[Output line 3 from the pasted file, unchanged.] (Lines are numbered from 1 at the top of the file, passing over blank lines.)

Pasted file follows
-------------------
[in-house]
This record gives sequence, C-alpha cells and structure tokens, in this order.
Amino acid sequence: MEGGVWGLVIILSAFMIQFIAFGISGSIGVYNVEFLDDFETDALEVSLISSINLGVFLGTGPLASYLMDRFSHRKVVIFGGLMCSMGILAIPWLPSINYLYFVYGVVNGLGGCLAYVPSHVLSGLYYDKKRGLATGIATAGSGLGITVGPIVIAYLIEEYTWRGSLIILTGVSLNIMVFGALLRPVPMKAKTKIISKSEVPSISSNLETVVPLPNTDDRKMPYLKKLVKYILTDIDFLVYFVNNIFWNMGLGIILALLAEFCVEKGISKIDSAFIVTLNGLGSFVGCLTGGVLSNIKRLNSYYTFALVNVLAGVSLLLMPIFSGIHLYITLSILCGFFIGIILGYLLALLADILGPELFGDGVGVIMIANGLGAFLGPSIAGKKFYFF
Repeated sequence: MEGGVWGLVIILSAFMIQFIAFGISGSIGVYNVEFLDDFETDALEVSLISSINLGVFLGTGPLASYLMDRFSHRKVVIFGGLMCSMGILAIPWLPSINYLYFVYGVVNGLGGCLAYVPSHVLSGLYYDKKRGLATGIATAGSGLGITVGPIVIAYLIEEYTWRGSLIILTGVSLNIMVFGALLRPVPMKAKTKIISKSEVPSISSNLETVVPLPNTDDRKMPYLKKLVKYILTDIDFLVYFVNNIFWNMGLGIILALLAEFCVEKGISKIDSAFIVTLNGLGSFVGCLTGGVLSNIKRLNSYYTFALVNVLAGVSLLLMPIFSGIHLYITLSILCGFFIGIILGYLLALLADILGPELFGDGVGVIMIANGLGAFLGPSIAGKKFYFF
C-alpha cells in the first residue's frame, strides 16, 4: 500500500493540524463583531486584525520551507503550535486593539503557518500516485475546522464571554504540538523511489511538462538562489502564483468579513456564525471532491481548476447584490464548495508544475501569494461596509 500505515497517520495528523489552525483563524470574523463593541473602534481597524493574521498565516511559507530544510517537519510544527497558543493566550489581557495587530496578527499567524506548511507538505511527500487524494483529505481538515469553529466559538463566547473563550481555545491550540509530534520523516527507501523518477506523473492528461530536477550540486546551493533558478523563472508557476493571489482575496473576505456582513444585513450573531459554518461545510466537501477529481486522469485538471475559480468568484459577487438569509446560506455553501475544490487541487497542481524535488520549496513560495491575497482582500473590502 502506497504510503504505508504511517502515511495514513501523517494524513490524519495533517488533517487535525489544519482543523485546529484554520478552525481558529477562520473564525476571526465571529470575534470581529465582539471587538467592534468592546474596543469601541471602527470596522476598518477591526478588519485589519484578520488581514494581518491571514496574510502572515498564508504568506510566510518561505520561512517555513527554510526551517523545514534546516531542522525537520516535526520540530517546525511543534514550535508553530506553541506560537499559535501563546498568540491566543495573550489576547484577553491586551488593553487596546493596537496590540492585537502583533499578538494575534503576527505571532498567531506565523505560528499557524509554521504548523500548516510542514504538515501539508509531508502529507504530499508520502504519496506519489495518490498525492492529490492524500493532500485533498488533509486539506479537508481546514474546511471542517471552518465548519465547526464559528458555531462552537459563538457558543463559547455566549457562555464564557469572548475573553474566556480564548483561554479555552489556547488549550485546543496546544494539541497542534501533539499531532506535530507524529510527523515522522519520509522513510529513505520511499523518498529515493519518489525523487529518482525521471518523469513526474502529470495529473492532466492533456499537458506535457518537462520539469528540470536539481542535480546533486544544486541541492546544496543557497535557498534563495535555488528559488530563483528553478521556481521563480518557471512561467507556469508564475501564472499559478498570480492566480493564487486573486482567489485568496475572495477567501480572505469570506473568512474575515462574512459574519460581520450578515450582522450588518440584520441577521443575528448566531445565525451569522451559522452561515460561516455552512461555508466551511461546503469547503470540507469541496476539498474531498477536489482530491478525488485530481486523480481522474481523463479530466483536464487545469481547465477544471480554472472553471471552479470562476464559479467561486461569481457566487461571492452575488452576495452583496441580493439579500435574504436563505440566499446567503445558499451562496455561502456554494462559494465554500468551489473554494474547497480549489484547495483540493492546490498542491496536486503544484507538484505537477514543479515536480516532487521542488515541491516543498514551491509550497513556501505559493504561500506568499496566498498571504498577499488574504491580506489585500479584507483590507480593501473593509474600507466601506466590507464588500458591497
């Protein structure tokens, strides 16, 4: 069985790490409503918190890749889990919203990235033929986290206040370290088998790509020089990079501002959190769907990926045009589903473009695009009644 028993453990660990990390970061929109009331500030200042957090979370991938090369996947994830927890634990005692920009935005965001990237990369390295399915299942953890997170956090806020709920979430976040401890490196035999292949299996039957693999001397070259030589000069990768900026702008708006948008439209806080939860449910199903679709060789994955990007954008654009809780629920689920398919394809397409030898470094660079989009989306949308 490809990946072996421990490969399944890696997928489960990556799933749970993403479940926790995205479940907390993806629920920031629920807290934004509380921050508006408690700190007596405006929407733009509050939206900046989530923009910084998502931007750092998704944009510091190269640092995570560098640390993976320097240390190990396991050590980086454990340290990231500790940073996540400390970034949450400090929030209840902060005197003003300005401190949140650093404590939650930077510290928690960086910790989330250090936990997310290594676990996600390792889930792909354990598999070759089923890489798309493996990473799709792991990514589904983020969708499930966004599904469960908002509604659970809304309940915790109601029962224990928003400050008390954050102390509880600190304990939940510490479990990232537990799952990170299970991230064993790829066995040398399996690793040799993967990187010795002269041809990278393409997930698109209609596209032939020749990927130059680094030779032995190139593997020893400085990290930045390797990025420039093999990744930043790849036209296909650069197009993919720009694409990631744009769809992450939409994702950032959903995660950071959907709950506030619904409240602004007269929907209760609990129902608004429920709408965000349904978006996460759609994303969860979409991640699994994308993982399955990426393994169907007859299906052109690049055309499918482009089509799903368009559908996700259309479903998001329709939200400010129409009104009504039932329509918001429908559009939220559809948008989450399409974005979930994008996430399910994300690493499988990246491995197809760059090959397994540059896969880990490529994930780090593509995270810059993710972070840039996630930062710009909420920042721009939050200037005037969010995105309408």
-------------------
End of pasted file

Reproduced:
Amino acid sequence: MEGGVWGLVIILSAFMIQFIAFGISGSIGVYNVEFLDDFETDALEVSLISSINLGVFLGTGPLASYLMDRFSHRKVVIFGGLMCSMGILAIPWLPSINYLYFVYGVVNGLGGCLAYVPSHVLSGLYYDKKRGLATGIATAGSGLGITVGPIVIAYLIEEYTWRGSLIILTGVSLNIMVFGALLRPVPMKAKTKIISKSEVPSISSNLETVVPLPNTDDRKMPYLKKLVKYILTDIDFLVYFVNNIFWNMGLGIILALLAEFCVEKGISKIDSAFIVTLNGLGSFVGCLTGGVLSNIKRLNSYYTFALVNVLAGVSLLLMPIFSGIHLYITLSILCGFFIGIILGYLLALLADILGPELFGDGVGVIMIANGLGAFLGPSIAGKKFYFF